Will a recession hit in 2019? Sorry to start the New Year on a downer, but there are more than enough reasons to think it will — a sinking stock market, a flattening yield curve, declining profits, waning fiscal and monetary stimulus, a slowing Chinese economy, a trade war, etc… As we reported shortly before Christmas, the majority of economists still think we’ll avoid a downturn this year and more likely face one in 2020. Typical is this new report from Goldman Sachs, shaving its growth prediction for 2019 to 2% from 2.4%. But if there is one thing we know for certain, it is this: economists have a uniformly lousy record of predicting recessions. That’s because recessions are usually precipitated by the unpredictable. In any event, I’m more inclined to agree with the Term Sheet readers who responded to Polina Marinova’s survey on the 2019 outlook.
But that pessimism is for the short term only. The most far-sighted business leaders I talk with these days are preparing for an explosion of new business possibilities from the application of data-and-machine-learning-powered technologies, that will goose economic growth for the next decade and more. If a recession hits, it may only be an opportunity for the haves — those businesses who have begun preparing aggressively for the revolution — to widen their lead over the haven’ts.
At Fortune, we’ll spend the year shining a spotlight on these technologies and staffing up to improve that coverage. We’ll also continue to convene communities of business leaders to give them opportunities for sharing best practices. You can find the full rundown of our 2019 events here, but let me highlight a couple of new ones: Brainstorm Finance, focusing on the technological revolution that’s upending the finance world, will be held for the first time June 19-20 in Montauk, N.Y. And the Fortune Global Sustainability Forum will be held September 4-6 at the indescribably beautiful Fuxian Lake in Yunnan Province, China. These are invite-only events, but we make extra effort to accommodate CEO Daily readers, so let me know if you are interested.
More news below.
After their worst performance in a decade last year, Chinese markets began 2019 on another bleak note. A report about contraction in Chinese manufacturing led to significant falls in the Shanghai Composite (1.2%) and Hang Seng (2.8%). Stock markets in Australia and South Korea fell by 1.6% and 1.7% respectively. Europe’s Stoxx 600 index reflected a 1.6% fall at the start of the day. U.S. futures are in the same ballpark. Bloomberg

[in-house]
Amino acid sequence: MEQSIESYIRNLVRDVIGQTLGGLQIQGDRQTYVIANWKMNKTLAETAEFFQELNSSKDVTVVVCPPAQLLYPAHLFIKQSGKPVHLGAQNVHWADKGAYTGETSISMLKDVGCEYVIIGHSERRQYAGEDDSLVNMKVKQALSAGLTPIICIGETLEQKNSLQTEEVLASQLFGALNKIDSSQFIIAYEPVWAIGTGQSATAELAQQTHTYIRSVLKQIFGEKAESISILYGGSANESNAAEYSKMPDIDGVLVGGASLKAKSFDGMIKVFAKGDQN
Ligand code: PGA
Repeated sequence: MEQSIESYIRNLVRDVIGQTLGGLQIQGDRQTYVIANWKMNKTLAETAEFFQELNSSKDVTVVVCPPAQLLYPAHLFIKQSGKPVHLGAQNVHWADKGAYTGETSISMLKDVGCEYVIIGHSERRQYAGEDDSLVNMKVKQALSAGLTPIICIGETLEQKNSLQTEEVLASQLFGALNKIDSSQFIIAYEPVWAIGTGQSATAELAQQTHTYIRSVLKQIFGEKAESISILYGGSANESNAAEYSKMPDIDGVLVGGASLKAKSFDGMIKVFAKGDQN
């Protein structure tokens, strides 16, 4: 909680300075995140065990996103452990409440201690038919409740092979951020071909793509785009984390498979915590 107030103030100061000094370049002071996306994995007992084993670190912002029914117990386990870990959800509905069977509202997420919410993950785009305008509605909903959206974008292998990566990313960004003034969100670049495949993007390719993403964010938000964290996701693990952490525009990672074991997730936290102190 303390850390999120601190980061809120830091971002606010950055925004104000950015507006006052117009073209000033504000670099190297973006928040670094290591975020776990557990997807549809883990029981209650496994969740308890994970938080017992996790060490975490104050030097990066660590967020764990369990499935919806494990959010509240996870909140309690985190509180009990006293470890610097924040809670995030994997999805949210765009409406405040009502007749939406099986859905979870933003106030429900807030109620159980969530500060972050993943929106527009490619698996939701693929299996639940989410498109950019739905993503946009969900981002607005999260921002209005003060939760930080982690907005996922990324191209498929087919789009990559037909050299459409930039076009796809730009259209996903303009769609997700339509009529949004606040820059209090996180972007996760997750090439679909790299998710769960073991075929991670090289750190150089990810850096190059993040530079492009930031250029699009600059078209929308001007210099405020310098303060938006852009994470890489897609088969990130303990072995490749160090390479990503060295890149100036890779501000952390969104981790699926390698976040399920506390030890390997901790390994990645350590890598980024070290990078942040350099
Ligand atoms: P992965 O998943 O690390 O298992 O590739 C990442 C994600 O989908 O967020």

President Trump has invited Democrats to meet with him at the White House today, to discuss a possible deal over the continuing partial government shutdown. The Democrats, who take over the House tomorrow, have come up with a proposal that would end the shutdown without bowing to Trump’s demand for wall funding. Trump doesn’t like that, so it doesn’t seem that either side is willing to give ground. The Hill
Netflix took down in Saudi Arabia an episode of comedian Hasan Minhaj’s satirical show, in which he mocked the Saudi government for its evolving attempts to explain the disappearance of journalist Jamal Khashoggi last year. The move took place following a request from the Saudi government—Netflix says it was just complying with the law there, but human rights activists are outraged. Guardian
Jair Bolsonaro has been inaugurated as Brazil’s new president. The hard-right leader, who has expressed admiration for the country’s former military dictatorship, swore to adhere to democratic norms while effecting “Brazil’s liberation from socialism, political correctness and a bloated state.” Bolsonaro is likely to embark on a massive privatization drive, in order to improve government finances. Reuters
Around the Water Cooler
Romney on Trump
Incoming senator and former presidential hopeful Mitt Romney has attacked Trump in a Washington Post op-ed that says “the president has not risen to the mantle of the office.” Romney is fine with Trump’s tax reforms, Chinese trade war and appointment of conservative judges, but not so much with his treatment of allies, nor his general character. WaPo
The Chinese government is keen to slow the pace of property development in its cities, in order to make prices more realistic and to boost investment in industry instead of real estate. Commentary in state media: “All areas should focus on their own urbanisation processes, develop their own pillar industries according to population mobility and resources, and form new points of growth to avoid the old road of relying on real estate to drive the economy.” Reuters
A whopping 72% of supporters of the U.K.’s opposition Labour Party want its leader, Jeremy Corbyn, to fully support a second referendum on the country’s withdrawal from the EU. Corbyn has so far expressed no keenness for any “People’s Vote” that could stop Brexit—he is widely believed to believe that membership of the EU would hamper socialist reforms should Labour come to power again. Evening Standard
Cathay Pacific accidentally sold first-class and business-class seats for $675 when they should have cost more like $16,000. The carrier pulled the fares, from Vietnam to New York, after travel bloggers flagged them up. However, it said it will honor those it already sold. BBC